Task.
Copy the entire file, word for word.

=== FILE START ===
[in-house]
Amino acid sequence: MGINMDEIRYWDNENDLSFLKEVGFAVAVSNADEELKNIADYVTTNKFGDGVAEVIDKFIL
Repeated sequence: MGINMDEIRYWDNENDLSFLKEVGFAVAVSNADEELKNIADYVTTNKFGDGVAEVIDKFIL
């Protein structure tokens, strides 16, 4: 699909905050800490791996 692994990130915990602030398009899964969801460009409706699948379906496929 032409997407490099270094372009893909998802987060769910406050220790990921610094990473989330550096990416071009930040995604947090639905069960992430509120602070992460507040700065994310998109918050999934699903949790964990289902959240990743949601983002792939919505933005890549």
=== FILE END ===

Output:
[in-house]
Amino acid sequence: MGINMDEIRYWDNENDLSFLKEVGFAVAVSNADEELKNIADYVTTNKFGDGVAEVIDKFIL
Repeated sequence: MGINMDEIRYWDNENDLSFLKEVGFAVAVSNADEELKNIADYVTTNKFGDGVAEVIDKFIL
């Protein structure tokens, strides 16, 4: 699909905050800490791996 692994990130915990602030398009899964969801460009409706699948379906496929 032409997407490099270094372009893909998802987060769910406050220790990921610094990473989330550096990416071009930040995604947090639905069960992430509120602070992460507040700065994310998109918050999934699903949790964990289902959240990743949601983002792939919505933005890549």